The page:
Changing Rules for Women and Sex on TV
This latest TV season brought us one woman impersonating an underage hooker in bed (Girls) and another woman smashing her date's head into a car window (Louis C.K.). These were not trashy housewives or the recently arrested on Cops but two Brooklyn girls. A third show features the sweet Jennifer Love Hewitt as an actual high class hooker (The Client List). These shows are exploring the age old questions of the double standard and female desire but in a much more edgy way. Meg Ryan's orgasm scene at the deli in When Harry Met Sally opened the door to honesty about what women do and don't do but now these shows are finally answering the question, what do women want, and can we really stomach watching it?
Join Hanna Rosin & Noreen Malone of Slate's DoubleX weekly podcast with DoubleX/ThinkProgress culture blogger Alyssa Rosenberg as they chat with Girls Executive Producer Jenni Konner about the shifting and groundbreaking portrayal of women and sex on TV at a live DoubleX Gabfest.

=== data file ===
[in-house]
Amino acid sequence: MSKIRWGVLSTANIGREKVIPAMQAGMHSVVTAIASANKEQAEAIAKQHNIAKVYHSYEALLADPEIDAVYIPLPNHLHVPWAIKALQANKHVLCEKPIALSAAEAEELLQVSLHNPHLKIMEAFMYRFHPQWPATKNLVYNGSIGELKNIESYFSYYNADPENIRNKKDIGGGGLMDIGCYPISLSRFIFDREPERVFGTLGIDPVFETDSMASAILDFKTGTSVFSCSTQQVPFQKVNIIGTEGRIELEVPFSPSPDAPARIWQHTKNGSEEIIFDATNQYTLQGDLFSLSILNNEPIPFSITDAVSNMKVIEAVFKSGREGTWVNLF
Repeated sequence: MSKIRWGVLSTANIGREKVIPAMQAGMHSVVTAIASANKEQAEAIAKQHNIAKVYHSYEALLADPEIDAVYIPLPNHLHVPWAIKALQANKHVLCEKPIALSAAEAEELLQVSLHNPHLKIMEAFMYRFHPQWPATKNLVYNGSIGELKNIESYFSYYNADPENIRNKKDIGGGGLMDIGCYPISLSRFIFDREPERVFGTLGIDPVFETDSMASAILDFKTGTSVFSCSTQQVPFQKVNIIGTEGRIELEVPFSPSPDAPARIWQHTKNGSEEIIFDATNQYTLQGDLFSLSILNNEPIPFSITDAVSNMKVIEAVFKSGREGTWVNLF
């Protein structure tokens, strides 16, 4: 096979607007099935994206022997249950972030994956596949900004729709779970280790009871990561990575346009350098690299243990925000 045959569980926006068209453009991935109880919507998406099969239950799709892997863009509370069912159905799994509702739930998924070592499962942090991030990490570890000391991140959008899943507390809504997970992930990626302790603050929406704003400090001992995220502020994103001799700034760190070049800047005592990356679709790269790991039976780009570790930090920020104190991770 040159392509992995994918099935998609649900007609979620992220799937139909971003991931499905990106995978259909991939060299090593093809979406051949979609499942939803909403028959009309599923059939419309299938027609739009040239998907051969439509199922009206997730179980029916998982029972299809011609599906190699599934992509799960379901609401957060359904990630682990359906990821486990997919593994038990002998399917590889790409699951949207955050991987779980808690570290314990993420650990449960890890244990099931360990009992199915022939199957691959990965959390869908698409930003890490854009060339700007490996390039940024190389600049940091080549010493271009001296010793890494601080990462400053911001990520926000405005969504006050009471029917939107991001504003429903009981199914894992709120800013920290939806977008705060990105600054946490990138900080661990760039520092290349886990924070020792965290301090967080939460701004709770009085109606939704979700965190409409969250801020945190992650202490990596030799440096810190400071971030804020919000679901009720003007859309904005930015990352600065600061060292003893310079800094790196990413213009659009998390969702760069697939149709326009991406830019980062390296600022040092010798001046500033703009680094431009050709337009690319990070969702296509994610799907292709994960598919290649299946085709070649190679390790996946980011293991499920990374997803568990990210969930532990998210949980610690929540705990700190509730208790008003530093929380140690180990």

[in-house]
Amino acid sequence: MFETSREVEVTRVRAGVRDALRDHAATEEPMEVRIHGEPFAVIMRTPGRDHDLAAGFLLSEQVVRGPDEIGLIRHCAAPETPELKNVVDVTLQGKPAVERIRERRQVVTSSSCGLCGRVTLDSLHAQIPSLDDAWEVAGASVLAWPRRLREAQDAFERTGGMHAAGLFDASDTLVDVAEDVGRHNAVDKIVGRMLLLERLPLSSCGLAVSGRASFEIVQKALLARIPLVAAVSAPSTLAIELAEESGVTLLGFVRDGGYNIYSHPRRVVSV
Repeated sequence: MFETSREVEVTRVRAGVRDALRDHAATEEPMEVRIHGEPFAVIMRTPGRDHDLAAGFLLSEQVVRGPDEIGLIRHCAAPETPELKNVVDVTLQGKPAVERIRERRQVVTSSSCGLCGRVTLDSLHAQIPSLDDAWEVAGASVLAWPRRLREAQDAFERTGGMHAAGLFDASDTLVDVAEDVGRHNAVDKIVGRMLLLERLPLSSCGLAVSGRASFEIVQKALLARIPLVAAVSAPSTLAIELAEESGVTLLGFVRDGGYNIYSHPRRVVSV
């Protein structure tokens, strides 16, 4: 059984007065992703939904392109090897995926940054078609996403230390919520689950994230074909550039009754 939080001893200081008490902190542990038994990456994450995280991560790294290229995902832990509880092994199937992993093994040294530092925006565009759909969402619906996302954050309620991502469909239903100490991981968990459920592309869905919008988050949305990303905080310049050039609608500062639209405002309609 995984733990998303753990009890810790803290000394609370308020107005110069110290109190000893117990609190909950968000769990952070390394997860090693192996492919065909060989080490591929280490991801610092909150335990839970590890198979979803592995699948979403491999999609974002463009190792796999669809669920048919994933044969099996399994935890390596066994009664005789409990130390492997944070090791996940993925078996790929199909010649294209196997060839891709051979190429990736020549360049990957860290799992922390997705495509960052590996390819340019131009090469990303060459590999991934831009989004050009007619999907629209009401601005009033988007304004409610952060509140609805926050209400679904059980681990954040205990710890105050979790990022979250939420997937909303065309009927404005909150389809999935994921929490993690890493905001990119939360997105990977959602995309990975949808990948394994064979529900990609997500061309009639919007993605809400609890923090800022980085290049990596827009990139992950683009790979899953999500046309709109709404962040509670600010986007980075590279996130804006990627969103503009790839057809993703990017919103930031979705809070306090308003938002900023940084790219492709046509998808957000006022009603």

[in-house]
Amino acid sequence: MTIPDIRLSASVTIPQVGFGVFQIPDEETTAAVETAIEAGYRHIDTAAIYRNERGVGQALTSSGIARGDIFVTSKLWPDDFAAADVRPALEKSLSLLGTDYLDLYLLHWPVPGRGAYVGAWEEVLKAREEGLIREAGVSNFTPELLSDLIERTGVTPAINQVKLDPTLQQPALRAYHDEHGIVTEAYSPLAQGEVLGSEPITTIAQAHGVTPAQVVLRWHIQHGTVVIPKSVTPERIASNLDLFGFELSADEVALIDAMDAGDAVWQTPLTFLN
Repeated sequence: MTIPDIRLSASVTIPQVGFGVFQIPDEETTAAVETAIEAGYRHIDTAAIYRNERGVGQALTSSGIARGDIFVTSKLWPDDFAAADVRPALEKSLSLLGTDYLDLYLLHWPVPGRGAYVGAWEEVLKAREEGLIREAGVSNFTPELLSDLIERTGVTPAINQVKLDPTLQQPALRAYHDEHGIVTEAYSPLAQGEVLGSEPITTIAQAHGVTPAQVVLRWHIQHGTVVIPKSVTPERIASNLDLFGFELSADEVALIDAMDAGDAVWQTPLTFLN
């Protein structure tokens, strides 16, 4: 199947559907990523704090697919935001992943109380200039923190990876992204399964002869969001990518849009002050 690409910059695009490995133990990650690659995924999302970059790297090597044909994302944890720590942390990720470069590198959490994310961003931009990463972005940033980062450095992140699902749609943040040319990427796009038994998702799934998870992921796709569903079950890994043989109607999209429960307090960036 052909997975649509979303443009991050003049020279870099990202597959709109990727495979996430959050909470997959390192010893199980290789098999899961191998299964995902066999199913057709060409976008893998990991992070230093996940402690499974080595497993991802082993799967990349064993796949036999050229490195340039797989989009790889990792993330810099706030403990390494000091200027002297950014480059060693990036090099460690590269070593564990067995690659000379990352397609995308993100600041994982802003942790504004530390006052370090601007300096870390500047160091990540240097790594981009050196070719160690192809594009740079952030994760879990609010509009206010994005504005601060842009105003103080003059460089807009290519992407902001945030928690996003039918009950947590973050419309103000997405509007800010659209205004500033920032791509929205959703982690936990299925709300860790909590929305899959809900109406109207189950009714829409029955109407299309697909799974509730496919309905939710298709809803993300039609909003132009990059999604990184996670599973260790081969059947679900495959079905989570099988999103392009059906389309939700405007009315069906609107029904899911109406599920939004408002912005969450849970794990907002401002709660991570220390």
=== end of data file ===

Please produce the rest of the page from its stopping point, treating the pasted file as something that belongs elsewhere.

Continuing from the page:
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- What are the most shocking sex scenes in mainstream TV from the last few seasons? What are the various aspects of these scenes, beyond the obvious, that make them so shocking and revolutionary?
- What has changed in TV writing culture to allow these kinds of scenes to be written? Are there just more women writers, or have viewers become more sophisticated? Is there a greater openness in writers' rooms?
- Why there aggression and violence in many of the sex scenes we know see? What is behind this?
- Does this new openness regarding sex represent an openness in the culture, or does this supposed openness exist just within the television world?
- How far can TV take it? What can we expect in coming seasons?
- Hanna Rosin, writer, co-founder DoubleX, Slate.com
- Alyssa Rosenberg, Editor, ThinkProgress and Slate
- Jenni Konner, Executive Producer, HBO
- Noreen Malone, Writer, The New Republic
Alissa Neil, Director, Communications, Slate
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